It’s important to be open and honest about your finances. If you’ve been invited somewhere you can’t afford, don’t be embarrassed to suggest a cheaper alternative. A good partner or friend should support you and understand your situation and your bank account will thank you for it.

Essential steps to ease into retirement

Retirement is one of life’s great crossroads. It is an exciting and challenging period where most people take stock of their lives.

For some retirement is a joy, for others it is a time of worry. So here are some good tips on how to make the change as smooth as possible and hopefully give you a springboard to a terrific retirement.

Don’t panic

The decisions you make will affect the rest of your life, so relax and take your time. Often Australians retire with a sum of money the size of which they’ve never seen before. But remember it will have to last you the rest of your life, which could be another 30 or 40 years. It’s a big decision.

Seek financial advice

Don’t even try to work out your superannuation. It has become so complicated and the tax treatment so individual that you must speak to a professional.

Get the advice from preferably two different reliable sources. Usually your superannuation fund will have an alliance with a group of financial planners or have their own in-house, so start there – but also add a couple of others. Shop around for the options which best suit your lifestyle and the income level you wish to achieve. Decide what you want your money to do for you before deciding what to do with your money.

Pay down debt

The worst thing that can happen to a retiree is to be over your head in debt and not have a regular salary coming in. Ask your adviser how to use your money to pay off debt: savings, redundancy, benefits or superannuation.

Decide where you want to live

This decision has many implications for both your lifestyle and financial future.

Don’t over-invest in your home at the expense of income. A common problem for many retirees is that they become asset rich and cash poor because they’ve tied so much up in their own house.

Check land values to make sure rates will not be an unforeseen problem and, in a growing number of cases, whether land tax will cripple you financially.

Consider the emotional stress of moving immediately and maybe put it off for a year or so until you’re settled.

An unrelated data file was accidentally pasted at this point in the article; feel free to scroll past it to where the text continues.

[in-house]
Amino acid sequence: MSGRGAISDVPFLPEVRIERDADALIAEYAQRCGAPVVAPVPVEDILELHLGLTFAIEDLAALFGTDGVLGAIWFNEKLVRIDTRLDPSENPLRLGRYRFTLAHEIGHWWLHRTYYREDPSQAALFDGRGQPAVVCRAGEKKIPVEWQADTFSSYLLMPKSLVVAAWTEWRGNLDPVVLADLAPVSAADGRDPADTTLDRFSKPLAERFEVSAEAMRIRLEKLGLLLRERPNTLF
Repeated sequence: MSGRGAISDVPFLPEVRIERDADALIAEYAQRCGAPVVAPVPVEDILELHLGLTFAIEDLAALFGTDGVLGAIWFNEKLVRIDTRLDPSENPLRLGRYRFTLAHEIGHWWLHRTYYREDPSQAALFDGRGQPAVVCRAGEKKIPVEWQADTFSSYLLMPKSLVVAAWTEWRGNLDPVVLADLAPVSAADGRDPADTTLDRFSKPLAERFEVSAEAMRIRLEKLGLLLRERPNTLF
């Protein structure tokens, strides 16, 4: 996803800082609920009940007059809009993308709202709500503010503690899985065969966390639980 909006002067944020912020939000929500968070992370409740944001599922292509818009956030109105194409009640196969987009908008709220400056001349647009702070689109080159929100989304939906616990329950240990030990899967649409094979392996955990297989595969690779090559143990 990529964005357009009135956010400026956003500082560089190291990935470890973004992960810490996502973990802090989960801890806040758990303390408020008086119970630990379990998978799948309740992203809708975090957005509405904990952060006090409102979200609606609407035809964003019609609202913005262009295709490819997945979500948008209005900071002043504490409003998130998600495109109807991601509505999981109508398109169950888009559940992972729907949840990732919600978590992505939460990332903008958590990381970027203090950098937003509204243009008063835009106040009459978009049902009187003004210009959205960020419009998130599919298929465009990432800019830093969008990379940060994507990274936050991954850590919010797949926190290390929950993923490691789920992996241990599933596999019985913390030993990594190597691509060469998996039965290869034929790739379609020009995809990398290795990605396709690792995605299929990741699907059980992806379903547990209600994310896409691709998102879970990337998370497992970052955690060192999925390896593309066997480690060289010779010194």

Get a comprehensive health check

This will hopefully detect any problems so you know where you stand on health issues. It’s amazing how many people retire and then suffer health problems as their lifestyle changes. So don’t underestimate the need to keep healthy, fit and active.

Make major lifestyle decisions

Know where you stand with major expenditures in retirement such as holidays or a new car. Also pick up some outside interests or hobbies, otherwise you will drive your spouse batty. It can be an enormous step to go from full-time work to literally nothing. Start planning early on how you’ll fill the time to keep your brain and body active.

Discuss it with your partner

Talk to your partner who will also be affected by any decisions you make. They may have some valuable advice to contribute and deserve to know what you are doing. After all, your relationship should be just as exciting and fulfilling in retirement as it was when you were working.

Find purposeful work

Find something meaningful to do with your time. 50 per cent of retirees expect to do some sort of work, if only on a part-time or voluntary basis. But make sure the work fits your values, skills, interests and personality type.

Love and relationships

Most women who have retired or have been at home for a few years have concerns about their partner retiring to ‘run the home like they run the office’. This transition time needs patience, understanding and communication.

Work on your social life

This one is for the men as women generally do better at being socially active. Men are traditionally poor at maintaining relationships outside of the workplace, so in retirement, cultivating new friends is often a challenge. A proactive strategy for men is to start developing some personal relationships before you retire.

Cultivate hobbies, interests and creativity

Build a plan that allows you to experience many different activities – variety really is the spice of life. Have a go at something you’re interested in and be open to trying things you think you won’t like. It’s surprising what we learn about ourselves as long as we’re prepared to give new things a go.

Maintain intellectual growth and learning

At long last you can learn how to build that dining room table, restore the antique bike, learn what your computer can really do, or even go to university to fulfil a lifelong dream. In other words, try to keep your mind active and engaged with ongoing projects and the wider world.

Join something

This is a combination of all the above, but there is an organisation covering just about anything and everything you have ever thought of. Staying socially connected, mentally challenged and actively engaged in your community are the keys to living a long and healthy life.